A bankruptcy trustee will first ask you to clarify your bankruptcy case. Did you read the schedules before signing them?
Let’s discuss it.
Get Your Schedules Right
Schedules refer to the bankruptcy terminology for the lists and creditors of assets, budgets, and financial history that comprise the initial bankruptcy papers.
Bad Bankruptcy Advice
Our experience shows that legal claims are the most neglected asset. A legal claim is not just a lawsuit you have filed. You have the right to assert a claim based on events that have occurred.
Your best effort should be given to the task, regardless of whether your attorney requires you to complete a questionnaire or interview you for information to fill out forms.
How to Look Over Schedules Before Signing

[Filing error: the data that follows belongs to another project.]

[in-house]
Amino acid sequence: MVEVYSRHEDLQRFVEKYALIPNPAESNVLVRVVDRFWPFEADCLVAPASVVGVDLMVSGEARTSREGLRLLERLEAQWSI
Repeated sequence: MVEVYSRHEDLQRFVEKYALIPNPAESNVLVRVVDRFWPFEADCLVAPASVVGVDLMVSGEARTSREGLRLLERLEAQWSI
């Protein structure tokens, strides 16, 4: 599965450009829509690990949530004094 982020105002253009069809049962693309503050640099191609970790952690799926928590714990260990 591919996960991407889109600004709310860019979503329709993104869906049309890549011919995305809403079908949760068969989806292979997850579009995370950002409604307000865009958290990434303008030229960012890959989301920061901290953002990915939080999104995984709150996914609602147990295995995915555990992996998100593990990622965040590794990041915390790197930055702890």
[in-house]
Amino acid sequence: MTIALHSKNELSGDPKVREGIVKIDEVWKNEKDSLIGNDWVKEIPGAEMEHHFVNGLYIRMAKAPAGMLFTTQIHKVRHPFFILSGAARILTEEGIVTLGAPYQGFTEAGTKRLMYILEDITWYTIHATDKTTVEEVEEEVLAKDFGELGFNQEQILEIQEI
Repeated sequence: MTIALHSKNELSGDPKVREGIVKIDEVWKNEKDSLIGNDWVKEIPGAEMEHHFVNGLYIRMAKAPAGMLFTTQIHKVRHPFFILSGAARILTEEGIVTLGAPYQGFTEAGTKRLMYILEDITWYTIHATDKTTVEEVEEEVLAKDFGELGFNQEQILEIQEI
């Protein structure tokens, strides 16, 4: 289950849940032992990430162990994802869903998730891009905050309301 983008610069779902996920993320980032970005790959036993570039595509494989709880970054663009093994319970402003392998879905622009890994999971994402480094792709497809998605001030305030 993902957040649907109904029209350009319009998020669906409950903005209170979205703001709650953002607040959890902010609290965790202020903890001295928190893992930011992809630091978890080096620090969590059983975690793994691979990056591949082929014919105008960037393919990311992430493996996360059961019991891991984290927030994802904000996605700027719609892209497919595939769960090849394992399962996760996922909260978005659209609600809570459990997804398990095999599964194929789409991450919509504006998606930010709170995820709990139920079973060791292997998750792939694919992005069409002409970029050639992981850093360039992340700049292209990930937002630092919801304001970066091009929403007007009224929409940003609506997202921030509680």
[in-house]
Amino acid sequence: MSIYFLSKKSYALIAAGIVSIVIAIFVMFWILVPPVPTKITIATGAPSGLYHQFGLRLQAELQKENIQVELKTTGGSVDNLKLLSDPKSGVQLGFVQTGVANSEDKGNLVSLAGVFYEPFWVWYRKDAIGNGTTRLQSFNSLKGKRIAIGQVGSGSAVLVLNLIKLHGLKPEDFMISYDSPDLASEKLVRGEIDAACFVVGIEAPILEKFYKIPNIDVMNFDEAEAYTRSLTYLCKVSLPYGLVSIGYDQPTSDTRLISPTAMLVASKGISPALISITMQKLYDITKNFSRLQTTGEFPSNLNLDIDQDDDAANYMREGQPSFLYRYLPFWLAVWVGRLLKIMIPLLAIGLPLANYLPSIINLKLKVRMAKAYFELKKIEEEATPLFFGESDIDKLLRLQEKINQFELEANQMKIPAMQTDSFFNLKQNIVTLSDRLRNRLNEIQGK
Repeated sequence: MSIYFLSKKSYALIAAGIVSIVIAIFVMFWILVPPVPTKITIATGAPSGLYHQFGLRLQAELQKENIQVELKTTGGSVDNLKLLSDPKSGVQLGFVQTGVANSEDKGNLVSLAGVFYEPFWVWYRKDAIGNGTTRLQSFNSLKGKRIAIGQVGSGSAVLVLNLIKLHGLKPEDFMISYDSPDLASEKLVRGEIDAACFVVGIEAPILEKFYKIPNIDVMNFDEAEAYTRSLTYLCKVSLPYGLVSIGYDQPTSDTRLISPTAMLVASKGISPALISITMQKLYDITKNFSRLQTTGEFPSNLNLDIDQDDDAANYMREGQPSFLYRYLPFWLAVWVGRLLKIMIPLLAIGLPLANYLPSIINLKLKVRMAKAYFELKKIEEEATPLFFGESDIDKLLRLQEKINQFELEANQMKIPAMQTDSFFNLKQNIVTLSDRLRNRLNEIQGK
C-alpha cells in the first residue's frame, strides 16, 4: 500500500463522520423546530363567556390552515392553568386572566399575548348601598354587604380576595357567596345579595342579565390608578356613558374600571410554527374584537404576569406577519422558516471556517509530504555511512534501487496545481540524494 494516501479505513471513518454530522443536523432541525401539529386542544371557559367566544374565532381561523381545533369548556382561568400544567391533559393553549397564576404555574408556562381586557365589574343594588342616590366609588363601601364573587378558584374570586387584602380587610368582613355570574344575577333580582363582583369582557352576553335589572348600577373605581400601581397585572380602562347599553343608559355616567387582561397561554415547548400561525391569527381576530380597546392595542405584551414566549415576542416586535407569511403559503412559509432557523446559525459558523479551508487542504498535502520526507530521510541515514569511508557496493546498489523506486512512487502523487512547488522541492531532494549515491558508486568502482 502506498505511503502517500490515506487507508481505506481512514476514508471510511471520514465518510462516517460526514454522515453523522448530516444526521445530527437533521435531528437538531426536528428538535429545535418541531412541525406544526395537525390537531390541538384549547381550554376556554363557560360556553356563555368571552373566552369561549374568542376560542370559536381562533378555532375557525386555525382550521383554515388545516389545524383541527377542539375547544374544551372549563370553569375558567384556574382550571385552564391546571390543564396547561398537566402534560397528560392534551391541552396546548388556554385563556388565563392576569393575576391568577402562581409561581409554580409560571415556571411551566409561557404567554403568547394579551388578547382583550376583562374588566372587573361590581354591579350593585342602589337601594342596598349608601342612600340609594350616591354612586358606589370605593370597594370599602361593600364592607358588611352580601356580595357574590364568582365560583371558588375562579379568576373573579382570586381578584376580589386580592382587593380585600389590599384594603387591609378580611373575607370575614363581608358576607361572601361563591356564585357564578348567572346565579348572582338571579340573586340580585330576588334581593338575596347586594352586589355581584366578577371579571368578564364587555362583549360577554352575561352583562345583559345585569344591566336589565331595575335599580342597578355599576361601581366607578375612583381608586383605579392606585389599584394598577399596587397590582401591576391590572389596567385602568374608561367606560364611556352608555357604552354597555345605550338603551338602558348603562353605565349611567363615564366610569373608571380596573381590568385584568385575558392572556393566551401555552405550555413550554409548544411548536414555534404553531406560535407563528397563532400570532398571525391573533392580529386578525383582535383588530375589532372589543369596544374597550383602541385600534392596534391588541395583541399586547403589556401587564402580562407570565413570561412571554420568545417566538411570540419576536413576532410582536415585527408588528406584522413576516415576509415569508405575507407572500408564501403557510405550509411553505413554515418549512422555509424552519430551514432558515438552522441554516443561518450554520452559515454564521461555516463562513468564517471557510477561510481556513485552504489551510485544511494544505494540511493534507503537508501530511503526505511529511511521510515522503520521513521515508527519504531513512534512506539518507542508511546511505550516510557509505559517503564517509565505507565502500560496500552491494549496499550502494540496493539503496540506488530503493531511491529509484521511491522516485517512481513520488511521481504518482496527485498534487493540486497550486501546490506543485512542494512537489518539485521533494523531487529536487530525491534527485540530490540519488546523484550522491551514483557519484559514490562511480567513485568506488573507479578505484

If you don’t mind spending some time with Uncle Sam after a conviction for perjury or losing your bankruptcy discharge due to recklessly filing untruthful schedules, then it is worth knowing how to read the schedules that your attorney has prepared.
You don’t have to just review the information entered into the form. Don’t forget to look for the things that aren’t there.
This is a more difficult task because you must read all the questions and decide if you have anything to report.
This article was written by Alla Tenina. Alla is a top estate planning attorney in Sherman Oaks, CA, and the founder of Tenina Law. She has experience in bankruptcies, real estate planning, and complex tax matters. The information provided on this website does not, and is not intended to, constitute legal advice; instead, all information, content, and materials available on this site are for general informational purposes only. Information on this website may not constitute the most up-to-date legal or other information. This website contains links to other third-party websites. Such links are only for the convenience of the reader, user or browser; the ABA and its members do not recommend or endorse the contents of the third-party sites.